He moved from New York to Jersey, and founded a private museum filled exclusively with his own work, closed to visitors until after his death.


The PAN museum is a warren of small rooms, where Narducci lived and worked in the last decades of his life …


A Hubble image
He moved from neo-classical to Abstract Expressionism, to working with light and sound waves … to do this he used an oscilloscope wired to a camera kept on his fire escape pointing at the sun: the first ever paintings done utilising the energy of the sun …


… you’ll see some staggeringly amazing artworks in the video on the first retrospective, right from the first few seconds …


Here’s a story teller through his life’s works, who could think beyond our planet’s atmosphere, to express the art shown to us in Space … who could ‘predict’ what the Hubble Telescope would show us a few years later …


 
Another Hubble image
A professional, highly trained artist – one who was respected by the famous artists of his era … one who through the Exhibition “A Secret Service” kept this blogger on tenterhooks for over seven years to tell his story to another audience …


Enjoy our Sacred Mantra … I am somewhat surprised that I finally found my answer to the PAN Art Museum and Institute … it has been a stippled search over the years … but what an incredible artist …


The Gold-Dust Gecko


He was so ahead of his time … but where else would we find art and Hubble, painting with the sun … then tied in to another Positive Letters Inspirational Story …




The Independent’s Obituary of Pietro Antonio Narducci

The de la Warr’s article on the “A Secret Service”Exhibition 

Narducci Art  - his daughters' website on his art

DTR Modern Galleries – who hosted, with Narducci’s daughters, the first retrospective of his works – the video is just under 6 minutes … but oh so worth watching  …

I'm off round middle England for a series of one-night stands,as a chauffeur, with Jenny from Vancouver Island - seeing elderly cousins, visiting her publishers and the archivist at Rhodes Library in Oxford.  I'm not away for long and hope to get on-line as I go ... I will be around!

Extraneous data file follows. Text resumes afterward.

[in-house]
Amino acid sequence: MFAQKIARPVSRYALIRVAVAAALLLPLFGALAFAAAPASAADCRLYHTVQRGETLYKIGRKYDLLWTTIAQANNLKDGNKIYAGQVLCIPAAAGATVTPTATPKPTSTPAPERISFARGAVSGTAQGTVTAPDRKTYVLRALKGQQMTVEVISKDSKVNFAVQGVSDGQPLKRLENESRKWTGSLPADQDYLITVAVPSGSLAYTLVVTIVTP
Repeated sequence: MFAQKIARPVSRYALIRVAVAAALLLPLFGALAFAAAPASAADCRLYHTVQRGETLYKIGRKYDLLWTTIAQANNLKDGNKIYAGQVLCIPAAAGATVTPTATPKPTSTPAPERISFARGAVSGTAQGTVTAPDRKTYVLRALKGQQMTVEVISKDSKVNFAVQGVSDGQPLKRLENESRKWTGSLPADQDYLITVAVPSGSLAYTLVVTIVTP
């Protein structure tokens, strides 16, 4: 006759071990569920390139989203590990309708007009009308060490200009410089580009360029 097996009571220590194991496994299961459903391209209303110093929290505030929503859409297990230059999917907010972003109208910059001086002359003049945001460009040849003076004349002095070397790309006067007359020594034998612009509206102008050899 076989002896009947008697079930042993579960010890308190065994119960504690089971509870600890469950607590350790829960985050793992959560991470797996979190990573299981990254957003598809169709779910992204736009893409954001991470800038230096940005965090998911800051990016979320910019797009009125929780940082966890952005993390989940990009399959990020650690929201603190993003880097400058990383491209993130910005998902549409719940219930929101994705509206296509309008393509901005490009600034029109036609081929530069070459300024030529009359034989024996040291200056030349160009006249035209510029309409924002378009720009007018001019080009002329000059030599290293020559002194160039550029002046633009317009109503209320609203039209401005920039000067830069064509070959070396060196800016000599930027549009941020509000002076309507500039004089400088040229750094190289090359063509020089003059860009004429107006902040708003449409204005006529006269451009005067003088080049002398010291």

Hilary Melton-Butcher

Positive Letters Inspirational Stories

Monday, 29 September 2014

I like Tomato and you like Tomahto … today is "Haf Bach Mihangel"


… that ubiquitous fruit … the red berry of the nightshade family, Solanum lycopersicum, commonly known as the tomato plant … is having a bumper year …

 
Tomatoes or Tomahtoes
… as too are the hedgerows … full of blackberries, damsons, sloes, rose hips, hazel nuts et al …


… the orchards are carrying heavy, heavy loads … hops are hopping happily … bumper harvests for the beer crew, the cider and perry lads and lasses will be well satisfied …

 
Tall growing hops
… misty fields curve into the horizons hold ghostly runs, creative webs glistening with dew, ripples of tall grasses, thistles, red fescue grasses … weasel runs, vole ‘twittens’, dormice hidey holes …


… following on from Marine Conservation … our fields also need protection … surveys have found that hundreds of species of plant and invertebrate live within the space of just one human footprint in rough grassland –bears thinking about and remembering.

 
Berries, fruits and hips
Our fields, lands and seas hold a dynamic, complex and ancient web of life …


I’ve written about an oak tree being a veritable haven for wildlife … but how about the humble spiky thistle … offering a rich source of nectar for butterflies – painted ladies, peacocks, red admirals, meadow browns, small tortoiseshells and large white and small coppers all feed on these prickly purple bristles …

Thistle with Meadow Brown

… this same thistle will support more than one hundred species of invertebrate, including moths, hover flies, beetles, aphids and snails … every part of the plant is used in every stage of its life cycle …